Distributed ledger technology has evolved significantly since 2009 when the first bitcoin was mined and the Bitcoin blockchain was created. Today, two notable public blockchains exist: Bitcoin and Ethereum.
However, neither of these blockchains target the problems specific to the financial services industry. Bitcoin was designed to facilitate the exchange of unstoppable, uncensorable digital cash, and Ethereum was designed as an unstoppable, uncensorable “world computer.” Neither of these goals are fully aligned with the requirements of the regulated financial services industry.
During the blockchain hype in 2013-15, banks and other financial institutions ran experiments, many of which used private “forks” or clones of Bitcoin and Ethereum software. They pointed the software inwards, creating private blockchain networks inaccessible from the outside world, rather than pointing outwards to the public databases.
Blockchains have given way to other distributed ledger technologies (DLT)
The goals of public blockchains are divergent from the goals of the regulated financial services industry.
Over time, these clones were adapted to try to meet institutional needs. However, it has become apparent that blockchains where transaction data is broadcast indiscriminately to all members of a network do not meet the needs of financial institutions.

One of the issues with a broadcast blockchain is the lack of privacy of the shared data. In Bitcoin and Ethereum, each computer on the network receives a record of every single transaction and update, and each computer validates these transactions according to a set of pre-programmed rules. The transactions contain details in clear, unencrypted text, including sending account, receiving account, amount, and any other details that are necessary for a computer to judge whether a transaction is valid. Intuitively, in an industry network, particularly financial services, it is not necessary or acceptable for all transactions to be revealed to all participants in real time.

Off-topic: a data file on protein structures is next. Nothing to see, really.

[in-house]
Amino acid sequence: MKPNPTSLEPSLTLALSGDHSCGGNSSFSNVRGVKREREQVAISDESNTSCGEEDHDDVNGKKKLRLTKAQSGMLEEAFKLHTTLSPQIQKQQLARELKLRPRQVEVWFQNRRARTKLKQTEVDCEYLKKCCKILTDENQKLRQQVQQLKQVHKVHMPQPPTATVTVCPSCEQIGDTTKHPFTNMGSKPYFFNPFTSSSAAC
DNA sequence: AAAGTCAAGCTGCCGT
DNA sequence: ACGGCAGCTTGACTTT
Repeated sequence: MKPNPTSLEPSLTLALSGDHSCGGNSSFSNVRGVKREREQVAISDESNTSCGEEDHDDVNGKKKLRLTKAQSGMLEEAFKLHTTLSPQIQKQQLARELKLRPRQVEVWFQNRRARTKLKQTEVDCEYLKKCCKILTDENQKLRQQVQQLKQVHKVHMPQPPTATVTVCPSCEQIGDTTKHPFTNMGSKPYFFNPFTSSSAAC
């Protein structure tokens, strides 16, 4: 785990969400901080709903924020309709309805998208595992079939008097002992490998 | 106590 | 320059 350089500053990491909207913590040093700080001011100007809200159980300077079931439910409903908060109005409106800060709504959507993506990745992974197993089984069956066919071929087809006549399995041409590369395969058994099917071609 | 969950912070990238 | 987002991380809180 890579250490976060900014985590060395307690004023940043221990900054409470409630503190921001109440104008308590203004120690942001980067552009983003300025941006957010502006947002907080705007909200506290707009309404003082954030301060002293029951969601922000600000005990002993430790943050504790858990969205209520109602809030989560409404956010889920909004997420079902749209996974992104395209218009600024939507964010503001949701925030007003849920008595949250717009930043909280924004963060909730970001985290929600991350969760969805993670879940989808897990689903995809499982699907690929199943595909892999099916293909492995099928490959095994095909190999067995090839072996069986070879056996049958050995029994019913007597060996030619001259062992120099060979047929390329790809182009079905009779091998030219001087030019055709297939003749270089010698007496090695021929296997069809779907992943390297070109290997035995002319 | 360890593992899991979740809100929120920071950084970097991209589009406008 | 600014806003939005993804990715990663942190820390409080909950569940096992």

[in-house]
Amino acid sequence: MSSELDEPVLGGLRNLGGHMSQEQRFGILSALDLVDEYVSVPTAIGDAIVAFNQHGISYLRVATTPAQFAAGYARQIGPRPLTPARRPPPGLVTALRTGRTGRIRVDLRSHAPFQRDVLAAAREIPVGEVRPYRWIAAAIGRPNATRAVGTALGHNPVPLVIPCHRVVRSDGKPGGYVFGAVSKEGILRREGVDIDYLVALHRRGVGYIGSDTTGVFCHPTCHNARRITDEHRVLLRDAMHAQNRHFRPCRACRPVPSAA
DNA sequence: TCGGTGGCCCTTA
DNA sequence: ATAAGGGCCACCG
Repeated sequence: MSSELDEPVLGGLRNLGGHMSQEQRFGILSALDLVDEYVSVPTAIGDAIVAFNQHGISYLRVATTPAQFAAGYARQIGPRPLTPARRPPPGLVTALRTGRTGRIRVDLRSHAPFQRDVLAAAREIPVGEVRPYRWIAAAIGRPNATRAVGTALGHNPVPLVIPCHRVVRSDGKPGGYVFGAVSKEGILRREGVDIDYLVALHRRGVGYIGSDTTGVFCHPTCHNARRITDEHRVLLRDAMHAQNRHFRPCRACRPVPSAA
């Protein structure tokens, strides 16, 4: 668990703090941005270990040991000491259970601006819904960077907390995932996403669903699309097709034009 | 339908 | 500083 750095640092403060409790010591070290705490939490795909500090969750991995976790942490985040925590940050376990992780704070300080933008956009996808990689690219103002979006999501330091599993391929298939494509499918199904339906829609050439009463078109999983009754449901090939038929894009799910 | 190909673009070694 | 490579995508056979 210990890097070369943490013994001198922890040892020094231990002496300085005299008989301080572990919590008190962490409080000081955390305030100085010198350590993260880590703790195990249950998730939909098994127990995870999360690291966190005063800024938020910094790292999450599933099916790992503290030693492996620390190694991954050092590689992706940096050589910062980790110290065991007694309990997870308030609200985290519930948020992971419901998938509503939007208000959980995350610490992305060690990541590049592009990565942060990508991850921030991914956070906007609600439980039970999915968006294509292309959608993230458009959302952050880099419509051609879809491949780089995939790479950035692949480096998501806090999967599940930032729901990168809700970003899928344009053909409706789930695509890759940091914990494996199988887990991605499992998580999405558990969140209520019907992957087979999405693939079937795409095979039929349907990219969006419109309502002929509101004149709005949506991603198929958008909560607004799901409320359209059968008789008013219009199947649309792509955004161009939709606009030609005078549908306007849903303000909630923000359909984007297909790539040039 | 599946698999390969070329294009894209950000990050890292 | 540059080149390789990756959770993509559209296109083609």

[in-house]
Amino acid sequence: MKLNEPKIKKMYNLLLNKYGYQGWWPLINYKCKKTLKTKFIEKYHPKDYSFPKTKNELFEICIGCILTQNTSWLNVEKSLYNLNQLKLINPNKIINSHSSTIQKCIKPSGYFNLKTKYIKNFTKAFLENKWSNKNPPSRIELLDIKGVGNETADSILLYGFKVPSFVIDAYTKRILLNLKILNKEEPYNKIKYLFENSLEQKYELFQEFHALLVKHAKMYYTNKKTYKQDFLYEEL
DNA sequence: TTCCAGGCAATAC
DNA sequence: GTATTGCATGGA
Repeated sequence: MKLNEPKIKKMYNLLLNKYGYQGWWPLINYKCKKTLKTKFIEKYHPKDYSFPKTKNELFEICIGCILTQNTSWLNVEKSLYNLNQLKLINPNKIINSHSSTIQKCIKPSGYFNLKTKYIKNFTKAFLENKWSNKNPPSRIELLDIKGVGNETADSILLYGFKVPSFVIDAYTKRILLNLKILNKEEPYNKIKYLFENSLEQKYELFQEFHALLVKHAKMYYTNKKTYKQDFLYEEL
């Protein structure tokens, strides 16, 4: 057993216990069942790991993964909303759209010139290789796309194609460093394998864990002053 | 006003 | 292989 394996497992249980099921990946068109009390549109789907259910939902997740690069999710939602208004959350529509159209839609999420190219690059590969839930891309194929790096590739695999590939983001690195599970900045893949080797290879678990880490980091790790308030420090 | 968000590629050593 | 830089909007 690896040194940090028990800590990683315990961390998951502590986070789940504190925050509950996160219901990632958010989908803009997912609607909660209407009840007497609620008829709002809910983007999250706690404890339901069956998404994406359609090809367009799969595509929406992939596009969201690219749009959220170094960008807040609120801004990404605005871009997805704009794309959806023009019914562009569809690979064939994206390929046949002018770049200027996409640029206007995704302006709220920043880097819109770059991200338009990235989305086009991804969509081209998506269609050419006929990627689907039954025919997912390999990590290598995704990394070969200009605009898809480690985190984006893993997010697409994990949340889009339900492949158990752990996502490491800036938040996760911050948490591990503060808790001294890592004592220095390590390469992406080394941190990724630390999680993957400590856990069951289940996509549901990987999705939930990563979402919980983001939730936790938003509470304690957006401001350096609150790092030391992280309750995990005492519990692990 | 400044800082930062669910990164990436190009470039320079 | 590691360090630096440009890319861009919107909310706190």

However these experiments have created a new wave of enthusiasm for developing newer, more appropriate technology that helps to solve problems of cost, replication, risk, errors, and inefficiencies pervasive in the financial services industry.
The financial services industry consists of a network of parties who know each other, but each control their own books and records. They are not allowed to trust each other to maintain this, nor would they want to. Therefore, they individually record, process, and store data, then verify with each other that their versions of the numbers are correct.

Distributed ledgers can bridge the gap between these data silos to create a system of shared facts that evolve as commerce happens. These ledgers can be trusted to be accurate from the beginning, reconciling as they go, without the need for multiple reconciliation handshakes after every calculation, or becoming beholden to thirdparty golden sources that own and control the valuable data.
The financial services industry is ripe for DLT
The next generation of distributed ledgers is not blockchains. They are being designed and created to address the needs of regulated financial institutions. They are inspired by blockchains, but solve for the privacy and scalability needs of the industry.
The next generation of distributed ledgers
Distributed ledgers can be trusted to be accurate without the need for multiple reconciliation handshakes after every calculation.
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